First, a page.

Lyre-leaved Sage

Miss Chen
Description: This herbaceous plant is a short-lived perennial that forms a rosette of basal leaves; it later bolts to form a flowering stalk that becomes 1–3' tall. The basal leaves are 2½–6" long and 1–3½" across and variably shaped; they are ovate, obovate, oblanceolate, or broadly elliptic in outline. The majority of basal leaves are pinnatifid with a larger terminal lobe and 1-3 pairs of smaller lateral lobes. These lobes are rounded, shallow to deep, and somewhat undulate. Some basal leaves lack significant lobes, however, and their margins are merely undulate. In addition, some basal leaves may have blunt dentate teeth. The whitish and relatively stout petioles of the basal leaves are ¾–3½" long; they are concave above, convex below, and sparsely to moderately hairy.

The flowering stalk is light to medium green, sparsely to moderately hairy, and 4-angled. Along the lower one-half of its length, there are 0-2 pairs of opposite leaves (usually a single pair). The opposite leaves are 1–3" long, ¼–1" across, and sessile (or nearly so); they are elliptic to broadly elliptic in shape or, less often, shallowly pinnatifid. The margins of the opposite leaves are either toothless or they may have blunt dentate teeth. The leaf surfaces of both basal and opposite leaves are medium to dark green, sometimes with purplish coloration; they are sparsely hairy. Leaf venation is pinnate. The inflorescence consists of a spike-like raceme of whorled flowers about ½–1½' long; the whorls of flowers are remotely spaced along the central stalk, and there are 4-12 flowers per whorl (typically about 6). Each flower is about ¾–1" long, consisting of a light blue-violet or lavender corolla, a medium green calyx, 2 fertile stamens and 2 infertile residual stamens, a slender style with a bifurcated tip, and a 4-celled ovary.

The corolla is tubular-funnel shaped (widest at its mouth, tapering gradually toward its base) and two-lipped. The upper lip is smaller in size and divided into 3 rounded lobes (1 upper lobe and 2 lateral lobes), while the lower lip is larger in size, slightly notched, and often whitish. The 2-lipped calyx has 3 small upper teeth that are little more than awns and 2 larger lower teeth that taper into awn-like tips; the entire calyx is angular-ribbed and wider at its mouth than its base. The outer surface of the corolla has sparse fine pubescence, while the outer surface of the calyx is sparsely hairy. The pedicels of the flowers are less than ¼" long and pubescent. The blooming period occurs from mid-spring to early summer, lasting about 1 month. Afterwards, each flower is replaced by 4 dark brown to black nutlets that are about 2 mm. in length. and ovoid in shape. The root system consists of a shallow crown with coarse fibrous roots.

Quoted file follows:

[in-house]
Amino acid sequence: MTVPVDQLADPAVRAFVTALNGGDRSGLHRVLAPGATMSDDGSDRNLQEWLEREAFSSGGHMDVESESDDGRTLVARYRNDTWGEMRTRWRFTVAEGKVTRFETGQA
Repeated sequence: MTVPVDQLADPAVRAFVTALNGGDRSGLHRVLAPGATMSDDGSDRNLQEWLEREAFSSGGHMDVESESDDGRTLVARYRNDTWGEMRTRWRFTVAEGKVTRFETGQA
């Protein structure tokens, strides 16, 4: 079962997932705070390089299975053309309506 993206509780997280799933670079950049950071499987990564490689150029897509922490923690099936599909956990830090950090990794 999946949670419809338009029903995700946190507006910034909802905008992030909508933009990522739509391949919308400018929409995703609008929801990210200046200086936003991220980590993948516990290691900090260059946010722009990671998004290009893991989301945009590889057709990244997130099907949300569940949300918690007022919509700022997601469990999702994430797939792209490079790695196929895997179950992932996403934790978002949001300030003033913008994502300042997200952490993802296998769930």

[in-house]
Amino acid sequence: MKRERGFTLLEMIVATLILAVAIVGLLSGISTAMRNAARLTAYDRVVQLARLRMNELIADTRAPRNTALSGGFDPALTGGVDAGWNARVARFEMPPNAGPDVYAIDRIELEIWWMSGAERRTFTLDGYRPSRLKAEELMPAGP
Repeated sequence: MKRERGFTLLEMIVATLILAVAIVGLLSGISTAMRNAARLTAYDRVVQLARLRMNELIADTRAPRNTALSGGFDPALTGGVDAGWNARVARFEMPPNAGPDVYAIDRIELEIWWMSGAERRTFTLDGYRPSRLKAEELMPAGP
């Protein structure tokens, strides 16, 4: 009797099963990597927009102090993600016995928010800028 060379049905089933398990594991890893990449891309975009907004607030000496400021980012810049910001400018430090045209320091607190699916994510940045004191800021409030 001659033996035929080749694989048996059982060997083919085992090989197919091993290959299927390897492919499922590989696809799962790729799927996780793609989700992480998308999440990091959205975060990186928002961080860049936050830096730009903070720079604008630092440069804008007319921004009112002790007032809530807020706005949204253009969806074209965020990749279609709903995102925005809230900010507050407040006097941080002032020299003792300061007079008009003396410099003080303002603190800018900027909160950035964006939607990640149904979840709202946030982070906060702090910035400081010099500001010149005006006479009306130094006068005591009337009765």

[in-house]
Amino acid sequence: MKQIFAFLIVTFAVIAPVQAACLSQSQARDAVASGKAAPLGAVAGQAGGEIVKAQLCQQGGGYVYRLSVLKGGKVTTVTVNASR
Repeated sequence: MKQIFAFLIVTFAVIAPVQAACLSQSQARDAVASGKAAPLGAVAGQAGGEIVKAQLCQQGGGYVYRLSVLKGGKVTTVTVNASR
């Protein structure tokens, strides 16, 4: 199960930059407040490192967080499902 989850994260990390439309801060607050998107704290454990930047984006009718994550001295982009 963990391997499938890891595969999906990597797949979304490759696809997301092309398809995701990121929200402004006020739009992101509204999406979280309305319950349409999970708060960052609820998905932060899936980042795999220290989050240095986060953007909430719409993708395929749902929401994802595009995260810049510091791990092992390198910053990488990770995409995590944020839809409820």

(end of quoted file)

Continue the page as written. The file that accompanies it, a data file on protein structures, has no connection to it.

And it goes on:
Cultivation: The preference is full sun to light shade, moist to dry-mesic conditions, and soil containing sand, rocky material, or gravel. However, ordinary garden soil containing loam or clay-loam is acceptable if competition from taller plants is eliminated or reduced. Northern ecotypes of this plant are more likely to be winter-hardy in colder regions.

Range & Habitat: Lyre-leaved Sage (Salvia lyrata) is occasional in southern Illinois, where it is native (see Distribution Map). Illinois lies along the northwestern range-limit of this plant. Habitats include upland woodlands in rocky areas, areas adjacent to woodland paths, rocky semi-wooded slopes, upland savannas, edges and upper slopes of bluffs, limestone or sandstone glades, sandbars and gravel bars along rivers, semi-shaded roadsides, and pastures. This plant is sometimes cultivated in flower gardens, especially cultivars with purplish foliage. Outside of the state, Lyre-leaved Sage is often found in sandy habitats. In Illinois, it is found in both high quality habitats and more degraded sites.

Faunal Associations: Smith et al. (2012) observed large carpenter bees (Xylocopa), leaf-cutting bees (Megachile), and mason bees (Hoplitis, Osmia) visiting the flowers (probably for nectar). Mourning Doves eat the seeds (Lewis, 1993). The foliage of this plant is probably avoided as a food source by most mammalian herbivores. It is possible that the awn-like tips of the calyces may cling to the fur of mammals, dispersing the seeds to new areas.

Photographic Location: Along a woodland path at the Portland Arch Nature Preserve in west-central Indiana.

Comments: Except for Wild Blue Sage (Salvia azurea), Lyre-leaved Sage (Salvia lyrata) is the only native sage (Salvia) in Illinois. All of the others are either adventive from areas further to the west, or they were introduced from abroad as ornamental plants and culinary herbs. Lyre-leaved Sage is remarkable for the variability of its basal leaves. Because other sages and similar species in the Mint family in Illinois have mostly opposite leaves, rather than basal leaves, it is relatively easy to identify. Another common name of this plant is Cancer Weed.
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